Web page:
In the wild, chimpanzees face any number of dire threats, ranging from poachers to predators to deforestation. That’s why scientists, investigating an outbreak of respiratory disease in a community of wild chimpanzees in Uganda’s Kibale National Park, were surprised and dismayed to discover that a human “common cold” virus known as rhinovirus C was killing healthy chimps. […]

  • Cells sense their environment to explore it
    on December 13, 2017 at 5:58 pm

    The process through which cells are able to sense their environment is regulated by force detection, concludes new research. […]

  • New insights could lead to lasting improvement of stem cell therapy in horses
    on December 13, 2017 at 5:51 pm

    Stem cells have been used therapeutically in horses for many years as a treatment option for tendon and joint injuries. These cells are commonly obtained surgically from bone marrow or fat tissue. Researchers have now for the first time managed to harvest stem cells from the mucous membrane of the equine uterus. By taking stem cells from the uterus without the need for surgical intervention, the procedure provides an alternative with reduced pain and stress for the animals. […]

  • Converting waste water from dairies to animal feed and aviation fuel
    on December 13, 2017 at 5:49 pm

    Scientists have developed a bioprocess that enables conversion of acid whey, a dairy by-product, without the use of additional chemicals. Scientists used microbiome cultures similar to those in the human gut. The new bio-oil can be used in animal feed or, after further refinement, as a fuel for airplanes. […]

  • Structure of molecular light switch -- channelrhodopsin -- determined
    on December 13, 2017 at 4:58 pm

    Researchers discover structure and mechanism of action of molecular light switch, paving the way for new applications. […]

  • Bacterial control mechanism for adjusting to changing conditions
    on December 13, 2017 at 4:58 pm

    A fundamental prerequisite for life on earth is the ability of living organisms to adapt to changing environmental conditions. Physicists have now determined that the regulation mechanisms used by bacteria to adapt to different environments are based on a global control process that can be described in a single equation. […]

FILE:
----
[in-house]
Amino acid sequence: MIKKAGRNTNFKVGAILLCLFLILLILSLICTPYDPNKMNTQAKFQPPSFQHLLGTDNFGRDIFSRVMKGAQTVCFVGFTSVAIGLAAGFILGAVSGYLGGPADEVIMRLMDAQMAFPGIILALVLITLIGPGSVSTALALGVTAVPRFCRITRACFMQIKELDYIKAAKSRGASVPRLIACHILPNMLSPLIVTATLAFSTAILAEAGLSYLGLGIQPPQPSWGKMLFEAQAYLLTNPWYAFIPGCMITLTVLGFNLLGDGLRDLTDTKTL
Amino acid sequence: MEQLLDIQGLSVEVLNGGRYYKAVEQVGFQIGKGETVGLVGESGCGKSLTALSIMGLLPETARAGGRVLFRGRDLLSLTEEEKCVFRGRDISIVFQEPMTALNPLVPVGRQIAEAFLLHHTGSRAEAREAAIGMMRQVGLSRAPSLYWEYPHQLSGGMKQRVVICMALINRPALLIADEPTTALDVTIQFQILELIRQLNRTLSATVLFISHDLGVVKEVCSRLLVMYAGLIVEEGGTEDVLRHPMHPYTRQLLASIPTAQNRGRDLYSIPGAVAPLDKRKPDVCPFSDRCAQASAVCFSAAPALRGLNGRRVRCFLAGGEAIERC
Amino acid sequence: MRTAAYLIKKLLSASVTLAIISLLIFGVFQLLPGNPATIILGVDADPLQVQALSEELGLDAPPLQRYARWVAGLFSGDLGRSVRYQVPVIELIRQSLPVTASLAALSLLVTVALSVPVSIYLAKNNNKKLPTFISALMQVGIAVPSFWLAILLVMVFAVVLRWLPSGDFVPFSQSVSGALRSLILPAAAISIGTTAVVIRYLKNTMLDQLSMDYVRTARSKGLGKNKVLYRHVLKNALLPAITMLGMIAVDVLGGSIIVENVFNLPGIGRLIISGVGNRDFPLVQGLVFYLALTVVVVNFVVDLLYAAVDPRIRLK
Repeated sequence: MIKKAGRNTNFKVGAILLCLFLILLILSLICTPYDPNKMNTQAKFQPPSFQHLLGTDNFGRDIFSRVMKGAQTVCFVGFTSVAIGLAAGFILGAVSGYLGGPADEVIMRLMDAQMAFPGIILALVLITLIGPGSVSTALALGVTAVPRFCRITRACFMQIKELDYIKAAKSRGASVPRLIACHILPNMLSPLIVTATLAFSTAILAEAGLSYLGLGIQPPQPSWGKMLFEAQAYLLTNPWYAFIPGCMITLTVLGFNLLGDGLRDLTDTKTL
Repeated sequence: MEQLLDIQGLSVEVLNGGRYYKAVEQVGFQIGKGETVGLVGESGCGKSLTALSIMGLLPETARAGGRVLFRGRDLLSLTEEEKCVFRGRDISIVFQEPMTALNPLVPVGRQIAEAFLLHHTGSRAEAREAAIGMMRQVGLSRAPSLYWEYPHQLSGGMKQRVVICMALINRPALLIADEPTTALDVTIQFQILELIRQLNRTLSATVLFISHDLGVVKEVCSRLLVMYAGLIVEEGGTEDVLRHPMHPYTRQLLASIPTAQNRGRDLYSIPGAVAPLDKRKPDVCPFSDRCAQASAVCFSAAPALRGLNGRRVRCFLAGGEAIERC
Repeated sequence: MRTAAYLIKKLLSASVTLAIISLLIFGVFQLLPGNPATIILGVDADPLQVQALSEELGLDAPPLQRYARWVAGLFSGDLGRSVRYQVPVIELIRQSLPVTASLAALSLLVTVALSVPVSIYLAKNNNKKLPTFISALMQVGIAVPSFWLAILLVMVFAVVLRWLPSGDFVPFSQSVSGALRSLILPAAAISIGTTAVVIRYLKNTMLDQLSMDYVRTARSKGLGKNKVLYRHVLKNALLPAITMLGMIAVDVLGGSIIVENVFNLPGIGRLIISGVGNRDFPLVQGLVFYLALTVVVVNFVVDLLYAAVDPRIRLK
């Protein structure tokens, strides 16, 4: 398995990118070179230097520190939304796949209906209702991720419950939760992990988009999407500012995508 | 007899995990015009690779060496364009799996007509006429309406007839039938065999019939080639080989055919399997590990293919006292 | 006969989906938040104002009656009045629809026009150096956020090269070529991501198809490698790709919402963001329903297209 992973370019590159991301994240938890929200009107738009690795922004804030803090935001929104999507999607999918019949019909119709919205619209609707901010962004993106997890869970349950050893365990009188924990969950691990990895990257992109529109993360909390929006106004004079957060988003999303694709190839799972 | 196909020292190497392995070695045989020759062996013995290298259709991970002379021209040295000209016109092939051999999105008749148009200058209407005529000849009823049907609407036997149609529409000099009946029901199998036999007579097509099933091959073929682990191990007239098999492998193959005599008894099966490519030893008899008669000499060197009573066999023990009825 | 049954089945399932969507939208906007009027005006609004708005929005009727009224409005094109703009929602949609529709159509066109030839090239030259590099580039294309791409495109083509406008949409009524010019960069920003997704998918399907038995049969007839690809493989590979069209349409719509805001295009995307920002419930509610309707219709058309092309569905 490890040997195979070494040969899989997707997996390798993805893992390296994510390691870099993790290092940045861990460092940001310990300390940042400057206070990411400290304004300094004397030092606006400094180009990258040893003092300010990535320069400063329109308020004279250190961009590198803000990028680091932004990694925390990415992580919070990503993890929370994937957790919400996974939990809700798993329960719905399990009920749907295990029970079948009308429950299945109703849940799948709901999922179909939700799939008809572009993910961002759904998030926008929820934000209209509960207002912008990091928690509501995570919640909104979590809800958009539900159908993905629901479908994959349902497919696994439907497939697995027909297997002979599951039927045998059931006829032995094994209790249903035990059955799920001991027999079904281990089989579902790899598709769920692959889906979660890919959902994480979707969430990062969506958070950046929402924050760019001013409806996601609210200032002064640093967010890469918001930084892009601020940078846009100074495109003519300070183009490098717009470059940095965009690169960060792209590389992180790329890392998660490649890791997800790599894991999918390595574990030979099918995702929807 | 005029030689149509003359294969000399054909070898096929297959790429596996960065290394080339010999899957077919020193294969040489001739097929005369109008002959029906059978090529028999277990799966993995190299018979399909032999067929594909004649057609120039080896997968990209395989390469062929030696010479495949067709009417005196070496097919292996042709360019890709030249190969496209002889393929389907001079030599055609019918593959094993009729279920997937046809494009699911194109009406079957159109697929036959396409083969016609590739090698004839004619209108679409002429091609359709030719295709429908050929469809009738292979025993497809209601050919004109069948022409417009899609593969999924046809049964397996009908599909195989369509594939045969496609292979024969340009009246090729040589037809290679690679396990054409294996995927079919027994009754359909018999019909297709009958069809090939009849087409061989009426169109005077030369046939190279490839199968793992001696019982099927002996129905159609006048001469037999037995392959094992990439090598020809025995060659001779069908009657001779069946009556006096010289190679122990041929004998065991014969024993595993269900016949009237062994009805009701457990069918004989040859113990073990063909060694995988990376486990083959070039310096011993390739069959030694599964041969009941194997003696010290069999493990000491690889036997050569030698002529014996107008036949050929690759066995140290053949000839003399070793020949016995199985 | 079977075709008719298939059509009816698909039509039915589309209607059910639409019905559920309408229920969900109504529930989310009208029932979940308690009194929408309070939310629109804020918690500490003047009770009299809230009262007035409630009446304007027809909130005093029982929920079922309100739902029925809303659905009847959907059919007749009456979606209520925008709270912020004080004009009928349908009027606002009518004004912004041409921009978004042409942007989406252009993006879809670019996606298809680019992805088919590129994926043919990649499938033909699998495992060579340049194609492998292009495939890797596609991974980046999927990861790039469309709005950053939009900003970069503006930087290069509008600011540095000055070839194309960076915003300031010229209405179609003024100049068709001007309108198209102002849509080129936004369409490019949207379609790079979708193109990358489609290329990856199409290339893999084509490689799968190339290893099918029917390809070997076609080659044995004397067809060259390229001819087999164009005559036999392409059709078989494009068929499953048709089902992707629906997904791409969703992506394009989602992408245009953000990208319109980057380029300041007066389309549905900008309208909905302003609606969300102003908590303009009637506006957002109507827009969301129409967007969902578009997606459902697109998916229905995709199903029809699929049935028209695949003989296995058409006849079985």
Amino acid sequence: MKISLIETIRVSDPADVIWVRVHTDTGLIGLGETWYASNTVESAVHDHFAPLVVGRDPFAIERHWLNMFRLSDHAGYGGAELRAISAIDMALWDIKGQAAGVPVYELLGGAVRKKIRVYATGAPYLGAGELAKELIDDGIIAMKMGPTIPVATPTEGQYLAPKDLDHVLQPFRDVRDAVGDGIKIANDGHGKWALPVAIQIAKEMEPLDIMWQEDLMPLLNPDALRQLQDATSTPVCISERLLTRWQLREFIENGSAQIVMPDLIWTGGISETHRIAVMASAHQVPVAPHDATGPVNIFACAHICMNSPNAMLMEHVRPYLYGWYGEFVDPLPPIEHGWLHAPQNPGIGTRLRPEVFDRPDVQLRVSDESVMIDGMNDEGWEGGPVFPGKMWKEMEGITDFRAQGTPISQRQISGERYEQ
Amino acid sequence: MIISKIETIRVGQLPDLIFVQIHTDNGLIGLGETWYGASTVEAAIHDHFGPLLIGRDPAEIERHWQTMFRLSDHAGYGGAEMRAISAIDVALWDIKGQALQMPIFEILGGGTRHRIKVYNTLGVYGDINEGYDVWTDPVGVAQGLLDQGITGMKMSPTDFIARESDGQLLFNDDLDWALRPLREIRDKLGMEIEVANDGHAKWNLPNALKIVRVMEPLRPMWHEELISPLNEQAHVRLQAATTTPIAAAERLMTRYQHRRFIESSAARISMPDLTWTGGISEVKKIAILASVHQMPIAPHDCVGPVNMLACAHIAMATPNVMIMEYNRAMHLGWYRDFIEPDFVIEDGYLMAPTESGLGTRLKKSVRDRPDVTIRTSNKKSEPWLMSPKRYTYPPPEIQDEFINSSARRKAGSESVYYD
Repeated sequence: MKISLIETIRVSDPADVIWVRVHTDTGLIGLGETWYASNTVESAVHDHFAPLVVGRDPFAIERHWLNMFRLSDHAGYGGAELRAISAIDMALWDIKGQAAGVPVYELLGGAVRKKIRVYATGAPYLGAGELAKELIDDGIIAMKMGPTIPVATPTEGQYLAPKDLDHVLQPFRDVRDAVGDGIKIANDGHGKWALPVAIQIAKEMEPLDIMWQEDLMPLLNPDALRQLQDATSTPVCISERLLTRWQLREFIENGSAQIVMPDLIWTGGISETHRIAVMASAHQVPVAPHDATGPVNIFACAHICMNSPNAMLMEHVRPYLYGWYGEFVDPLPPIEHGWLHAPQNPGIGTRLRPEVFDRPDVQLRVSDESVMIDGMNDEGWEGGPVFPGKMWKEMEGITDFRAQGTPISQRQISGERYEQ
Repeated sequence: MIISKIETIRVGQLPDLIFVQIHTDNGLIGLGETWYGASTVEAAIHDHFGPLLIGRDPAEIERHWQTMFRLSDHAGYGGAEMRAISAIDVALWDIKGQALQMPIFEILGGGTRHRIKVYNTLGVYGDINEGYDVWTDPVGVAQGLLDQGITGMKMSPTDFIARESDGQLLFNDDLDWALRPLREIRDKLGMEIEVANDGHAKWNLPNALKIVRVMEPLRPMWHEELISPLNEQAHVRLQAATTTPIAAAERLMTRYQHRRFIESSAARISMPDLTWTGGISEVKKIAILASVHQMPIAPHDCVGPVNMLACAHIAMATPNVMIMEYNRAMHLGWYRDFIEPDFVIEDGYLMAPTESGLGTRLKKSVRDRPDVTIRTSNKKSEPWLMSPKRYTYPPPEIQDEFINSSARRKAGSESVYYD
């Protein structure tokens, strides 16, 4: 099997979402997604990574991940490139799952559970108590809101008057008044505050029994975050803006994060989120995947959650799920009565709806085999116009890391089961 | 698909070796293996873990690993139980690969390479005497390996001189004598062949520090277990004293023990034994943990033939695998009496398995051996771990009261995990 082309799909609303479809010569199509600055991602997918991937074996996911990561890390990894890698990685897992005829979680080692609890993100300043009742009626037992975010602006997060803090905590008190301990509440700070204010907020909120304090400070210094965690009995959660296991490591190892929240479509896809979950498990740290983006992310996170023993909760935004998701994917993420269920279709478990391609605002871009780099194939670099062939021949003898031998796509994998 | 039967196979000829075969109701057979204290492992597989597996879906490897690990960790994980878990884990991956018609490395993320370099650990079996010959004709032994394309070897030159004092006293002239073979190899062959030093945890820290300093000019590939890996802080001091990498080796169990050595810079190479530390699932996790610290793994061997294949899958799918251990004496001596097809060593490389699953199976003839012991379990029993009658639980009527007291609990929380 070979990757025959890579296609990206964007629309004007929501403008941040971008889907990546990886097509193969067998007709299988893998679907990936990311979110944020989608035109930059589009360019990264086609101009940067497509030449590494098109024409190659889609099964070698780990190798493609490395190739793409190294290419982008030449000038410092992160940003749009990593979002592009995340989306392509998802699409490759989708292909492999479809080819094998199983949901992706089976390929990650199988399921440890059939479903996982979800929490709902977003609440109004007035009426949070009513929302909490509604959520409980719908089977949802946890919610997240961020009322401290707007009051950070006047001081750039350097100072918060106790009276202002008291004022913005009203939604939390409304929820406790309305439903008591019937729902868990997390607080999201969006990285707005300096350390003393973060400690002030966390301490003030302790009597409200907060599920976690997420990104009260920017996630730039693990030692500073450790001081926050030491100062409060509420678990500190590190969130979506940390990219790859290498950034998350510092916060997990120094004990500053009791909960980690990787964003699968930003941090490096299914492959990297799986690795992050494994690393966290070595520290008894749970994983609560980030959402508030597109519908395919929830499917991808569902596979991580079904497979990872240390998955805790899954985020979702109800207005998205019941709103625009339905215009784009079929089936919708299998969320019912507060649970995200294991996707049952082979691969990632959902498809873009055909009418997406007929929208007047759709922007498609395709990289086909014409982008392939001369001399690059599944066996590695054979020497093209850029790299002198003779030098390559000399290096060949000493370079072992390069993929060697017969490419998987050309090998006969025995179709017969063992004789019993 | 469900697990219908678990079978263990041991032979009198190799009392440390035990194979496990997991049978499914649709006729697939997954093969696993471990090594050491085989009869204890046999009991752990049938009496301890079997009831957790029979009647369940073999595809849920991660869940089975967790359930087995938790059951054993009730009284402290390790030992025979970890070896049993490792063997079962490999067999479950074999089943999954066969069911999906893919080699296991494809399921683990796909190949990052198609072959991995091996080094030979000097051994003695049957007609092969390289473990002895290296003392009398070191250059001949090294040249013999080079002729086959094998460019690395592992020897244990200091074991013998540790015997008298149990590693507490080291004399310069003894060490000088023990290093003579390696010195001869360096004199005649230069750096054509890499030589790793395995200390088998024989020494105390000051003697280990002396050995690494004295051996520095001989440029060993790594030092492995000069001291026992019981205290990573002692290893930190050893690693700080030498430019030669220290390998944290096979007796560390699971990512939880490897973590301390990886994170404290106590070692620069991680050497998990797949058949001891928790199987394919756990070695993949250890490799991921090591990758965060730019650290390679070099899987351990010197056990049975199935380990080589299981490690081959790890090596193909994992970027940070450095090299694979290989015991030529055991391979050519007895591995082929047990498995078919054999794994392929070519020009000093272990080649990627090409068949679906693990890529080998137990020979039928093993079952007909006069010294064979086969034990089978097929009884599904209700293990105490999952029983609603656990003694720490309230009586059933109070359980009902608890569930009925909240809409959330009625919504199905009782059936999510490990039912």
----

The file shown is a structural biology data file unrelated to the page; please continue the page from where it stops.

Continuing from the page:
• BigH1: The key histone for male fertility
    on December 13, 2017 at 4:58 pm

    Researchers have unraveled the role of the histone BigH1 in the development of male sex cells from stem cells. Their study, which was performed in Drosophila melanogaster, paves the way to a greater understanding of male infertility. Published in Cell Reports, the work sheds light on the mechanisms through which histones regulate how stem cells give rise to differentiated cells. […]

  • Specially designed protein fights several species of bacteria
    on December 13, 2017 at 3:49 pm

    As resistance to existing antibiotics increases, new approaches to serious bacterial infections are needed. Now researchers have investigated one such alternative. […]

  • New active ingredients from the toolbox: Design, biotechnological production of new peptide-based...
    on December 13, 2017 at 3:49 pm

    Microorganisms often produce natural products in a step-by-step manner similar to an assembly line. Examples of such enzymes are non-ribosomal peptide synthetases. Researchers have now succeeded in designing these enzymes in such a way that they can produce completely new natural products. […]

  • Technology detecting RNase activity
    on December 13, 2017 at 2:56 pm

    Scientists have developed new technology to detect the activity of RNase H, a RNA degrading enzyme. The team used highly efficient signal amplification reaction termed catalytic hairpin assembly (CHA) to effectively analyze the RNase H activity. Considering that RNase H is required in the proliferation of retroviruses such as HIV, this research finding could contribute to AIDS treatments in the future, researchers say. […]

  • Important new aspects are revealed about the control of cell division
    on December 12, 2017 at 5:54 pm

    Experts have published a new study on the mechanisms that regulate cell division and guarantee the correct distribution of chromosomes during this process. In particular, they especially highlight the fundamental role that an organelle, specifically the nucleolus, plays in the coordination of these processes. […]